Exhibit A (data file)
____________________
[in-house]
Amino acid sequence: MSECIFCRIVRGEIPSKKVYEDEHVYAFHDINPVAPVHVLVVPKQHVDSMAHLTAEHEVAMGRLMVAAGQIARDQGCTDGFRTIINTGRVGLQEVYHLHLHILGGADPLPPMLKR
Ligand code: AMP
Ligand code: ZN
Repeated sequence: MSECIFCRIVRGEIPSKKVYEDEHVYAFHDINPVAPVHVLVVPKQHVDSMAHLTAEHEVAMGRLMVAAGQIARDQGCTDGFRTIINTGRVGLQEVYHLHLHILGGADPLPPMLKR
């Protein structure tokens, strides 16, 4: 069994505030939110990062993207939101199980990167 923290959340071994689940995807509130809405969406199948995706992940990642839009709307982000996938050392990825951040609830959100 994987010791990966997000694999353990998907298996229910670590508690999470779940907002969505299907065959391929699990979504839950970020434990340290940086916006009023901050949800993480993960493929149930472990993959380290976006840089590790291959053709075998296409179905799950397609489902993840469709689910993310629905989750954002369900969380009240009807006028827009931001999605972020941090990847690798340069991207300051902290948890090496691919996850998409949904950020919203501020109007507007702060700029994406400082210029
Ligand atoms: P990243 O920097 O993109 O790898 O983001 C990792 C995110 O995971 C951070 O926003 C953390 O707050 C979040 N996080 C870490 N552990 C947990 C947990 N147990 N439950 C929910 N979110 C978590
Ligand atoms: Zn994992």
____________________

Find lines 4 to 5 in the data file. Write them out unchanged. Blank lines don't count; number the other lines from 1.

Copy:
Ligand code: ZN
Repeated sequence: MSECIFCRIVRGEIPSKKVYEDEHVYAFHDINPVAPVHVLVVPKQHVDSMAHLTAEHEVAMGRLMVAAGQIARDQGCTDGFRTIINTGRVGLQEVYHLHLHILGGADPLPPMLKR